Monday, July 07, 2008

The Dumbest Generation?

I'm not much for telephones. I don't like them. In my professional days I was practically tied to a phone but that was business. Other than that (and, I admit, long long-distance chinwags with my Dad), I pretty much consider the telephone something best suited to conveying necessary information with the grace of brevity. Don't get me wrong, I am talkative. I love to talk to people, face to face.

I know I am of my own generation. I know how much technology, value systems and other cultural mores can shift from generation to generation. Although I just got a BlackBerry, I realize that I'm on that slope where I'm no longer keeping up with technology and it seems I'm no longer keeping up faster by the day. Oh well, at least I can fall back on being a curmudgeon.

Whether I'm out on the street or in a mall or any other place where people transit or gather, I'm constantly amazed at the numbers of young people walking along, seemingly oblivious to the world, instead gazing intently at their hands into one of which they've embedded a cell phone. Or, if they're not checking their e-mail or texting someone they seem to have the damned things glued to their ears as they babble on while endlessly staring up into the sky. Not to pick on youth, adults have their own version of this game only it involves an extra element - the internal combustion engine.

What eludes me is who are all these people communicating with so often and what have they really got to say to each other? None of my business? You're absolutely right or at least possibly right but, still, the question needs asking.

The weekend Los Angeles Times ran a review of Mark Bauerlein's book, 'The Dumbest Generation.' Bauerlein, a former director of Research and Analysis at the National Endowment for the Arts, contends that the internet, far from leading to a more knowledgeable, better educated generation, has actually spawned a generation of dummies.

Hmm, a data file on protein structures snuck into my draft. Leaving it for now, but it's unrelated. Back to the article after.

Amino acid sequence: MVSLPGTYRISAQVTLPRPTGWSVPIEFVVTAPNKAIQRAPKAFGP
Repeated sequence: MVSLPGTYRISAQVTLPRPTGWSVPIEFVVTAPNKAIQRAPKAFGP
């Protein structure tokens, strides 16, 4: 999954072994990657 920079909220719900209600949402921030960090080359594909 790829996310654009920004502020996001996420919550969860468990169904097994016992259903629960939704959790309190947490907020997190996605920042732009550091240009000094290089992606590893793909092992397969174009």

"In the four minutes it probably takes to read this review, you will have logged exactly half the time the average 15- to 24-year-old now spends reading each day.

...The way Bauerlein sees it, something new and disastrous has happened to America's youth with the arrival of the instant gratification go-go-go digital age. The result is, essentially, a collective loss of context and history, a neglect of "enduring ideas and conflicts." Survey after painstakingly recounted survey reveals what most of us already suspect: that America's youth know virtually nothing about history and politics. And no wonder. They have developed a "brazen disregard of books and reading.

...The problem is that instead of using the Web to learn about the wide world, young people instead mostly use it to gossip about each other and follow pop culture, relentlessly keeping up with the ever-shifting lingua franca of being cool in school. The two most popular websites by far among students are Facebook and MySpace. "Social life is a powerful temptation," Bauerlein explains, "and most teenagers feel the pain of missing out.

"This ceaseless pipeline of peer-to-peer activity is worrisome, he argues, not only because it crowds out the more serious stuff but also because it strengthens what he calls the "pull of immaturity." Instead of connecting them with parents, teachers and other adult figures, "[t]he web . . . encourages more horizontal modeling, more raillery and mimicry of people the same age.'",0,6248930.story

And, of course, when kids can't get behind a laptop they've always got their increasingly sophisticated and capable "mobile devices." The good ones (with web browsers) make it possible for them never to be out of touch with the world of SpaceBook - never, ever.